I wasn’t sick of the sniping so much as shell-shocked. First we were four in IPC. Then they moved us to this awful building, where we became two. Then Simon left and I became one. At the time, people were leaving – one kind of felt quite alone. I threw in the towel, said that’s it, I’m going. They said steady on, why don’t you go to America for three months and come back with an idea for a new comic. I said alright then. Richard was there, we brought him in. He brought Alan in to help him and I went off. March 23rd and came back on the 14th June – two weeks early. That’s not even 12 weeks.

For the people in the office, they blinked and I was back – you know how quick time goes on a weekly. For me it felt quite a long time, ten weeks.

DR & Quinch agony pages – did you have anything to do with that?

I think that was Richard and Alan…

Maxwell acquiring Fleetway in July 1987 – what do you recall about that? Was it thought a good thing or a bad thing? Were you aware IPC had tried to sell the comics division to DC?

That’s right, that Summer Maxwell bought the company when I got back. His son came over and said I’ve bought you all. It’s all going to be jolly good. Work hard! When you’re on 2000 AD, you’re quite insulated, you’re in your own little bubble. It didn’t seem to matter who owned us. No-one ever really interfered. But by the same token, they never really bothered about you. You couldn’t win freedom, but you couldn’t get someone to say we’ll surrender rights and stuff. I don’t think I was particularly bothered.

When I got back they asked me for the dummy. I said I didn’t have one. So I sat in an office, far away from 2000 AD, working on ideas. That’s what I was doing all that time, I wasn’t really involved with 2000 AD. (Sell to DC?) I wasn’t aware of that. Often you’re the last to know, when you work within the building.

I seem to recall you saying Zenith was the first thing Grant Morrison ever pitched to you, but you made him write Future Shocks first before letting him script a series – true or false?

That’s probably true, but you’d need to talk to Grant. I know Steve Yeowell had done a Future Shock. When I got back, a couple of episodes had been written and drawn. (Prologue script sent to Brendan March 10.) I must have sent that to Brendan. Only I would have written Superhero in the mark-up book. That’s me, then. I must have sent out the scripts, or maybe just for him to do the designs.

How radical was the idea of 2000 doing a superhero strip like Zenith?

The way Grant explained it and the way Brendan designed it, Zenith didn’t look like a superhero strip. It looked like a very cool guy with, at first glance, a wicked pair of shades. The basis of it was set in WWII which was home territory for me and readers of British comics. It was done so straight and so perfectly. It was a story in the classic 2000 vein, characters with weird sides to them. It didn’t feel like an American superhero story at all. It felt very English and perfect for 2000.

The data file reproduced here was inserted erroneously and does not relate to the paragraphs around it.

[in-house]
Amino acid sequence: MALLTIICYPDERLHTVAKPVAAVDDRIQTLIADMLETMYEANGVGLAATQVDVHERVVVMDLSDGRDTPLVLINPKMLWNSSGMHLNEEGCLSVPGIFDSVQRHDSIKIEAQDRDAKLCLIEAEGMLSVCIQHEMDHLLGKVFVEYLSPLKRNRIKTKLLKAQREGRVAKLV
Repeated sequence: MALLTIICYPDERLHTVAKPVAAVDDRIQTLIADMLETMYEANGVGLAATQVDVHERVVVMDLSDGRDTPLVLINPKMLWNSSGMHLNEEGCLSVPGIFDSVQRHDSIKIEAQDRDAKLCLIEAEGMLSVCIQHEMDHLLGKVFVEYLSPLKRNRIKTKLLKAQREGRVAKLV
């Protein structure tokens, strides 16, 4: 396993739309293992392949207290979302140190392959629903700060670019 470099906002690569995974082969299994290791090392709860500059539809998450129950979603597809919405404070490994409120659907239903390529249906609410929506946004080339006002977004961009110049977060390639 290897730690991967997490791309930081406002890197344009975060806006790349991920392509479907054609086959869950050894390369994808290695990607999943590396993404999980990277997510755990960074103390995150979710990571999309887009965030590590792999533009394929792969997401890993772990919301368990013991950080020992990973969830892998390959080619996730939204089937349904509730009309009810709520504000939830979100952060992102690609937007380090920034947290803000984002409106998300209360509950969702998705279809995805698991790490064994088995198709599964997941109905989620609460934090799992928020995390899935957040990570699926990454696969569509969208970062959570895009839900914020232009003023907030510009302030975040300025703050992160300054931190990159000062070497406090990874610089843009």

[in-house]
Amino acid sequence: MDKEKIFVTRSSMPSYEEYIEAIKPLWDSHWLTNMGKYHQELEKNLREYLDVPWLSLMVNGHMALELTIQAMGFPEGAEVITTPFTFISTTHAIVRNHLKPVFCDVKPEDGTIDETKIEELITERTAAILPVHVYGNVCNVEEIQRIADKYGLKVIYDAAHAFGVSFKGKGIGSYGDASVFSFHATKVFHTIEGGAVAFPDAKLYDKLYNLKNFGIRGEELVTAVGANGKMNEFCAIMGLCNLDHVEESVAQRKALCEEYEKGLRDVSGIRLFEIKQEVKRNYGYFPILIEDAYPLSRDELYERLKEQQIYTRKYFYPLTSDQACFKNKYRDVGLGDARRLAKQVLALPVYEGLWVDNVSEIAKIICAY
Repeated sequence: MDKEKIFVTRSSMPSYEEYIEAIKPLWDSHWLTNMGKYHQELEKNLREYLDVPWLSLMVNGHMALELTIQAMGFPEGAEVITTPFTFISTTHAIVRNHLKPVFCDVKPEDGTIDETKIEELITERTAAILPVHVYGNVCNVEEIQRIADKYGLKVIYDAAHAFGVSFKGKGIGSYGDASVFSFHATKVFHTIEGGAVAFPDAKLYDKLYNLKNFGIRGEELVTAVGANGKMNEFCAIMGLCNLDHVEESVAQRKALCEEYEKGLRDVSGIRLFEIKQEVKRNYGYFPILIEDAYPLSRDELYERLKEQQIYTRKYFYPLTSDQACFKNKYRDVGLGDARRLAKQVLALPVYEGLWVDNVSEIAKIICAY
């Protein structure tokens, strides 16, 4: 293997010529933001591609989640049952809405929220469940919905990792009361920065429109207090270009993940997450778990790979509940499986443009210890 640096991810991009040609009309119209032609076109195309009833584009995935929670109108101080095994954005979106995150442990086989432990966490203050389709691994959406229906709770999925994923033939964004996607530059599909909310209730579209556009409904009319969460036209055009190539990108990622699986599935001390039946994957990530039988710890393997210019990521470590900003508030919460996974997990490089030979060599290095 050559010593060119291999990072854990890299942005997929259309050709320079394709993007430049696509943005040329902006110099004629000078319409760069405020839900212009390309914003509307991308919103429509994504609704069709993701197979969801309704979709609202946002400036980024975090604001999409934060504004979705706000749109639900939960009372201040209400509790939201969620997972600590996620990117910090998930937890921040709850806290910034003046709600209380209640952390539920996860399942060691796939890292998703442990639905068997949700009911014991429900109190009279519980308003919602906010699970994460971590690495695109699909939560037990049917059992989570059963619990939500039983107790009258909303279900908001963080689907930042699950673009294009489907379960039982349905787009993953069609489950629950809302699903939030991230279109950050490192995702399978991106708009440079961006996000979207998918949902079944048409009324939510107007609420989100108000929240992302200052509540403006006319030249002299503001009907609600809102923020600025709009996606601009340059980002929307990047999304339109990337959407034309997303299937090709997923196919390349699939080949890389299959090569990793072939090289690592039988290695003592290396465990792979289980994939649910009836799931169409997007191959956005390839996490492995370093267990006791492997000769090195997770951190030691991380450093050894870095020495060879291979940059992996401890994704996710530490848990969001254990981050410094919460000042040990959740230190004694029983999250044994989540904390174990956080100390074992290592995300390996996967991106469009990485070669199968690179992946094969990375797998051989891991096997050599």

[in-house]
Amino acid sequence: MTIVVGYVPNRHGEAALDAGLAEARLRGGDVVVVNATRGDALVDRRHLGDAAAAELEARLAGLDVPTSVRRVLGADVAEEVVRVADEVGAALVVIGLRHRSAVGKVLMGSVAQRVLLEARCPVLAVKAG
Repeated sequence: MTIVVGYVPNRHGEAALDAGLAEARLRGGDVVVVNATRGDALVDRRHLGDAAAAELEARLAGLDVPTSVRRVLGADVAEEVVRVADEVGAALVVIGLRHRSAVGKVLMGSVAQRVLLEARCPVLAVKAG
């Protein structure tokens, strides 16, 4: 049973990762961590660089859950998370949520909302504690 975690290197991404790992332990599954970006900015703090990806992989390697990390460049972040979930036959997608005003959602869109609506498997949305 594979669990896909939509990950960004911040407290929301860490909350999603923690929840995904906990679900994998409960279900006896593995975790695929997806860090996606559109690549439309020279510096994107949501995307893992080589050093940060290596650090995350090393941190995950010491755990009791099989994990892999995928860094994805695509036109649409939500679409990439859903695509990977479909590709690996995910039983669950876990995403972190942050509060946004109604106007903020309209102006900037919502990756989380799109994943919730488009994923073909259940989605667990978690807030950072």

At the beginning of 1988 Wagner & Grant split their writing partnership. Alan began writing Strontium Dog and Anderson solo, while John wrote Dredd and other strips. What effect did this have on 2000 AD?

Alan really seemed to get into Stront – The Final Solution, that was a long story.

ABC Warriors return with sms and Bisley on art. Nine years since first ABC series – why so long? What was reader response like to Bisley?

I wasn’t anything to do with that. I do remember a conversation with Simon where I said how are you going to ink. Simon said I’ll probably ink it with a piece of bread or something. Simon was the ultimate I’ll use anything to create my work artist.

Luke Kirby was originally written for Eagle but Alan showed it to Richard who bought it for 2000. How well did it fit in the comic?

Don’t know anything about that (Kirby from Eagle). Their description of it was 2000 AD does Rupert the Bear. I thought this’ll be interesting! It didn’t happen for me personally but I’m not really into magical stories myself.

During 1988 Deadline launched – what effect did this have on the 2000 AD editorial group? A need to raise the game?

That was interesting. They launched Deadline and they sent Jamie (Hewlitt) and Philip (Bond) round to us to show their work. I thought it was just brilliant, pre-Tank Girl. It was all there. I didn’t think it was right for 2000 AD. Crisis and Deadline were two very different things. But as a whole, they said the British market is full of creativity again. The whole market perked up after years of slow decline. Igor Goldkind created this scene, orchestrated it out of nothing – young adult comics are hip.

Prog 589 – glossy, separate covers – more colour pages inside – keeping up with the competition or essential action?

It had changed size, which meant it shifted from letterpress to litho printing. So it had the option to have more colour and separate covers. That was probably organic, but Richard would have been pushing for that. He was always very good at trying to get the company to give him a better quality of paper for the magazine. Being the editor of 2000 AD at that point did give him some clout to unclench the purse strings.